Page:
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Ha! Me too. And it occurrs to me that I'm only guessing the one boy's name was spelled Bodhi. It could have been Bode or Bowdie or some such. I wish I had been nosier!
I much, much prefer Max, which I consider infinitely more classic, whereas Mason has only recently become popular. Admittedly, I don't tend to like occupation names (why name a child to be a bricklayer? I mean, I'm all for working class values and honest hard work, but this seems odd to me). I also tend to associate Mason with the Freemasons, which is an association I'm ambivlent-to-negative about.
But rather than go by the negative opinions of a random person on the internet, I suggest you think about what you like about each name, perhaps listing these qualities and deciding which list is longer or more compelling.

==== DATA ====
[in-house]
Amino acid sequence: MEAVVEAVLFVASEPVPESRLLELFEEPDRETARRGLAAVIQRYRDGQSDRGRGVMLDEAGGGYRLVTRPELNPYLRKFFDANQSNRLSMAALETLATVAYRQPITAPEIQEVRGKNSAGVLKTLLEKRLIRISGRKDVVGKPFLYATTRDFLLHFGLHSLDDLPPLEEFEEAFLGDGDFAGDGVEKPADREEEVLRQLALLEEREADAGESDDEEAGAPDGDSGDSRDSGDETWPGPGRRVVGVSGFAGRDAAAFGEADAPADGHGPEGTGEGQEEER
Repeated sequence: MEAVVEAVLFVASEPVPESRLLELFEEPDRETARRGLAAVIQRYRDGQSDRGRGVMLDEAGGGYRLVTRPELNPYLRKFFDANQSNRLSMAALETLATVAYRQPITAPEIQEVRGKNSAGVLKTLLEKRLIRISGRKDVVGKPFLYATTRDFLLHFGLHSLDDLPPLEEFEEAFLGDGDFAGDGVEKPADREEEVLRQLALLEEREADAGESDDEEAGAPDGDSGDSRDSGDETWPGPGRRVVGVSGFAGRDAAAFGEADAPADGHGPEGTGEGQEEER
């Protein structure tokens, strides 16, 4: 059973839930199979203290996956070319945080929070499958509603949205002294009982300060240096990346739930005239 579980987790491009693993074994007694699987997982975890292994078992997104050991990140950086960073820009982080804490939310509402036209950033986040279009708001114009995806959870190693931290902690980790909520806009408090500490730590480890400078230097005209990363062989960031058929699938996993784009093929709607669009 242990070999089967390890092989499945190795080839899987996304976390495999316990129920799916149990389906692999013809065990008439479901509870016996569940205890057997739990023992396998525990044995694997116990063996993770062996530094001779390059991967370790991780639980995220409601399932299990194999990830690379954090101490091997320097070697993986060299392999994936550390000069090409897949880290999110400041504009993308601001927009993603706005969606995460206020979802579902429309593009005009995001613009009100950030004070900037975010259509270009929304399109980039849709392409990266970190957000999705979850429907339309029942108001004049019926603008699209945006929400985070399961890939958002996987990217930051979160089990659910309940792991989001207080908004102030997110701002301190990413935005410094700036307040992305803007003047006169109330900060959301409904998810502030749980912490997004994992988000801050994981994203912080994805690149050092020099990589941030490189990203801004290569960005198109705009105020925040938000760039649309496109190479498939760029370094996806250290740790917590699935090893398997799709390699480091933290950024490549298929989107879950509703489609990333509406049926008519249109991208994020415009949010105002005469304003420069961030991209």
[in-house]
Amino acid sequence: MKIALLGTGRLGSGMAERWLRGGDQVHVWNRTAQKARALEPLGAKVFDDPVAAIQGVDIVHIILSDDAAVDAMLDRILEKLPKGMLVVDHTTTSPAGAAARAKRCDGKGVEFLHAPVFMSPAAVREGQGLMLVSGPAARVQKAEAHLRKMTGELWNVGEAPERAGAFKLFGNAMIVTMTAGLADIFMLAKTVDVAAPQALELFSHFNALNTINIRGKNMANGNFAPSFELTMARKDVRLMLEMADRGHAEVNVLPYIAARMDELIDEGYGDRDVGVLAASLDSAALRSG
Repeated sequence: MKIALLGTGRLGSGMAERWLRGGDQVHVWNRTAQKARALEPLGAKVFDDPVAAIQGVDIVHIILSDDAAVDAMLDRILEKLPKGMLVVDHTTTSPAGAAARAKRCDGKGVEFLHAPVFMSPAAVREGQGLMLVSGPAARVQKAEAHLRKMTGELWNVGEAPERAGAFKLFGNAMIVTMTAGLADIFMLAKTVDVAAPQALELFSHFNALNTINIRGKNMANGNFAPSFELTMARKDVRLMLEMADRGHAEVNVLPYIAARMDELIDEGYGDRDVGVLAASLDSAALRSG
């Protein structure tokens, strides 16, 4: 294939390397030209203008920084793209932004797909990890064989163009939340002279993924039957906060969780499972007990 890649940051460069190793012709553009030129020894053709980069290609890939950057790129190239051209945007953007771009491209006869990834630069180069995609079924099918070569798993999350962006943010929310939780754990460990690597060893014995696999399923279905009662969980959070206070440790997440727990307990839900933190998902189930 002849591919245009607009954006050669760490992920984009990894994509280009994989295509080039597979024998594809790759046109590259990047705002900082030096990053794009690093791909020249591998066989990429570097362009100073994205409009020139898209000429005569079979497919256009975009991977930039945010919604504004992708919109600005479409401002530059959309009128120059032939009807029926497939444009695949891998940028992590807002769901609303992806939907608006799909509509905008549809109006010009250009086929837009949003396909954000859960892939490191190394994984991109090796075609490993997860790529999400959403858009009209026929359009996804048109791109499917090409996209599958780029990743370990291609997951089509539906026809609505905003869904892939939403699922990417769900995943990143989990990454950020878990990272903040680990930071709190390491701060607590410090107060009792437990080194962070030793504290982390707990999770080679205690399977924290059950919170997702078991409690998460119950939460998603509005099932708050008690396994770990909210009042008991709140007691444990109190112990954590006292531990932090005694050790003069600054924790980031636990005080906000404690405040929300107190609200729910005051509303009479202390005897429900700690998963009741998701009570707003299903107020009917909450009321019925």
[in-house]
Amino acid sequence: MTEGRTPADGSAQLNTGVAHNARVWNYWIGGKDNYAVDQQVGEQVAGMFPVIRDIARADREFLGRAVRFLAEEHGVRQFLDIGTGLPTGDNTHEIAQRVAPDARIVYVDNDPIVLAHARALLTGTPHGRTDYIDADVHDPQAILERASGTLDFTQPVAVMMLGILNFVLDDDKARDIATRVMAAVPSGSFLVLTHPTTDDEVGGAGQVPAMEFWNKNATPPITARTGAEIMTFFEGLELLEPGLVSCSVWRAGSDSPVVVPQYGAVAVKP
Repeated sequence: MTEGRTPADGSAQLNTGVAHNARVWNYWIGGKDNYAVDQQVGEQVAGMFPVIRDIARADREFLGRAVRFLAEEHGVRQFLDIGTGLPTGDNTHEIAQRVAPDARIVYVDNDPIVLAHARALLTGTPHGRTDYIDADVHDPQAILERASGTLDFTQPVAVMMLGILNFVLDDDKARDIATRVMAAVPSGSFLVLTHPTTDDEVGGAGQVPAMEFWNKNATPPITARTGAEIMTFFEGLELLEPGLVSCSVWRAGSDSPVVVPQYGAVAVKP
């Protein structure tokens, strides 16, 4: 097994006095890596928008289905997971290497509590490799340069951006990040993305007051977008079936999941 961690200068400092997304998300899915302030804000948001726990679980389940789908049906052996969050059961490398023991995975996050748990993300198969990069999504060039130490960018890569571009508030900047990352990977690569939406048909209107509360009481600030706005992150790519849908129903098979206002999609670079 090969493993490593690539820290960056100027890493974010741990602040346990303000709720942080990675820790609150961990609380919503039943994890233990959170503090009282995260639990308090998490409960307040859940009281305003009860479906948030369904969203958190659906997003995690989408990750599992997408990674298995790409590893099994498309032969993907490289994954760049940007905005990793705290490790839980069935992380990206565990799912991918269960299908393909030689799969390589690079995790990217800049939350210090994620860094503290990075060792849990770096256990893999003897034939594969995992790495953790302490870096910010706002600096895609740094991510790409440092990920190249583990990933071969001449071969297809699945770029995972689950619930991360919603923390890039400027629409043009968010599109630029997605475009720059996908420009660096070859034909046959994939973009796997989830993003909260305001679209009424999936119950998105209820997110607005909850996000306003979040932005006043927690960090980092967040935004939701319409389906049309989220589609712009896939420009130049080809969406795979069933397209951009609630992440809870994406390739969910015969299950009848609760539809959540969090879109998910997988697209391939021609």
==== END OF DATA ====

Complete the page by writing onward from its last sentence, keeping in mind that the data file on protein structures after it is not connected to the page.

What's not to like? It's great.
I understand the last-minute doubt that can come when an arrival is near! First off, congratulations and good luck during this exciting time.
My thoughts are that you sound like you don't really like Penelope that much, and that it's just a placeholder for Pippa. I'd say that would be fine if it were a case like Elizabeth and Betty or William and Bill where the nickname was commonly associated with the formal name. But I've only heard of Pippa as a nickname for Phillipa. I may have missed this in the earlier discussion, but is there a reason you didn't choose that name? With a less-intuitive connection between Pippa and Penelope, I don't see a lot of motivation for using the latter, and would probably go with Pippa on the birth certificate.